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Anti-Kriegskatholiken & das FBI Edgar Hoovers| Catholic Reporter

Anti-Kriegskatholiken & das FBI Edgar Hoovers | National Catholic Reporter

Reporting on anti-war Catholics and the FBI | National Catholic Reporter.

THE BURGLARY: THE DISCOVERY OF J. EDGAR HOOVER’S SECRET FBI
By Betty Medsger  Published by Alfred A. Knopf, $29.95

Betty Medsger’s monumental study shares two subjects: the FBI and the Catholic left anti-war movement of the Vietnam era. The Burglary: The Discovery of J. Edgar Hoover’s Secret FBI is a book she was born to write, her magnum opus, given that it is largely unprecedented in her career. Medsger began as a traditional journalist, first at the Philadelphia Evening Bulletin and then at The Washington Post, but by the mid-’70s she ran off to the West Coast and the groves of academic journalism and freelancing.

It was an atypical career move, since Medsger was such a good reporter. Indeed, The Burglary is a demonstration of what establishment journalism could and did accomplish back then, as opposed to the rougher sort of new journalism that flourished during the 1970s and ’80s — Tom Wolfe, Hunter Thompson, et al.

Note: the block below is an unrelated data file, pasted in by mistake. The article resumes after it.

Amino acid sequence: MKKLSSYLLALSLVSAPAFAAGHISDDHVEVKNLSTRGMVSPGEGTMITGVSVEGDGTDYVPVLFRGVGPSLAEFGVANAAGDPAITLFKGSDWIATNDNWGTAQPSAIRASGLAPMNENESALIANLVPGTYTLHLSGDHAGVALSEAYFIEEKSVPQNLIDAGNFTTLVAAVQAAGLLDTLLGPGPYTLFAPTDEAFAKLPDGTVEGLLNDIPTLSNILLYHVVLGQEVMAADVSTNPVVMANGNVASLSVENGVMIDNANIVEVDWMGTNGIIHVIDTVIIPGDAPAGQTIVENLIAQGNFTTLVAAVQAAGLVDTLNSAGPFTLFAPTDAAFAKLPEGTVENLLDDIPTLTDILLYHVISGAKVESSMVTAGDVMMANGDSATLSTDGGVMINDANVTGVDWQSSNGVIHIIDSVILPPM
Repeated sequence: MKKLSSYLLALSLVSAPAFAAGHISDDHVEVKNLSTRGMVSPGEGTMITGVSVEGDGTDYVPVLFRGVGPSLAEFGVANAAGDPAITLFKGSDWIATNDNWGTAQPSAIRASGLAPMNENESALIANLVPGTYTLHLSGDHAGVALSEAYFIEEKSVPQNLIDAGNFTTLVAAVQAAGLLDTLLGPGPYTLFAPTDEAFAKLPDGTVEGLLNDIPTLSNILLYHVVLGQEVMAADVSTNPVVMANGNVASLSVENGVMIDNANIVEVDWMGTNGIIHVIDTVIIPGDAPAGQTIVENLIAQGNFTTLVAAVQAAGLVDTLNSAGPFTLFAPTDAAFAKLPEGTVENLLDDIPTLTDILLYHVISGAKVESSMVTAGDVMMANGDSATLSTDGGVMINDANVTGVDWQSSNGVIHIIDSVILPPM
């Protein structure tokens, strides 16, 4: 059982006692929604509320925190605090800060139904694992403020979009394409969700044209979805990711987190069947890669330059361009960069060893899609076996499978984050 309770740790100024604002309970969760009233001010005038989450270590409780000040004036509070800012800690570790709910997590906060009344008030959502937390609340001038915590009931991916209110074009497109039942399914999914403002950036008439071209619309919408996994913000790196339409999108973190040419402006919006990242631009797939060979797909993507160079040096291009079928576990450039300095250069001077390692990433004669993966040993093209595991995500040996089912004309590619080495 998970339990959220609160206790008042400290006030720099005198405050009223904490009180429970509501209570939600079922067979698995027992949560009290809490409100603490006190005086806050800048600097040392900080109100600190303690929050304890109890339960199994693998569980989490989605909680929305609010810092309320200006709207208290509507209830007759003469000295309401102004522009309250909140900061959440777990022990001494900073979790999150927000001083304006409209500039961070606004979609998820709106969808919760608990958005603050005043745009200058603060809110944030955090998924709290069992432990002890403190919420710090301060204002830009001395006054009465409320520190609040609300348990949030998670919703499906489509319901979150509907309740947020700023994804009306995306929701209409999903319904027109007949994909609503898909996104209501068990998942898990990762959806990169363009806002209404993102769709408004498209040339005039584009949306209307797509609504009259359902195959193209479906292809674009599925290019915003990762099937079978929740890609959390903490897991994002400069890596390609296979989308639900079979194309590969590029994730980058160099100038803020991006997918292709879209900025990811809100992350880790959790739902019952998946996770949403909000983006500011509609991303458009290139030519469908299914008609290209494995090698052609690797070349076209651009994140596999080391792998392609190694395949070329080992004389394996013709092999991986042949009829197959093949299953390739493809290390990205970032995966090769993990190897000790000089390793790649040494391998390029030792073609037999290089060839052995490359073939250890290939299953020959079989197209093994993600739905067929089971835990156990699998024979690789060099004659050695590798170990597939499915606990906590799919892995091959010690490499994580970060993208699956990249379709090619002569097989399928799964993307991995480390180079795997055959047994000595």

The burglary in question was that of the office of the FBI in Media, Pa., in 1971. Medsger’s book begins with its instigator, William Davidon, his biography and his connections to the new Catholic left, just then coming into prominence. The Flower City Conspiracy, draft-board raiders who were typical of the period, had broken into a suite of federal offices that included an FBI office in 1970, but they were apprehended on site. That event inspired Davidon, but he decided this time to get away, escape scot-free, which had not been the usual practice with such protesters. Other protesters had followed the example of Josephite Fr. Philip Berrigan and Jesuit Fr. Dan Berrigan, who had become the face of such actions.

Medsger also sketches the larger history of the late 1960s in America, and even today it is startling to read. Then we get the intimate story of the burglary, its participants and other parallel events, including Davidon’s status as an unindicted conspirator in the case of the soon-to-be-held Harrisburg Seven trial.

A lot was going on back then. The Catholic left was the most peaceable offshoot of anti-war protesters in the Vietnam era. But, in both the public and the press’s view, all such events tended to blend together, from draft-card burning trials, such as the Boston Five in 1968, to the circus-like Chicago Seven case in 1969, to the killings at Kent State in 1970.  …..

Reporting on anti-war Catholics and the FBI | National Catholic Reporter.

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  1. 02/07/2014 um 22:41

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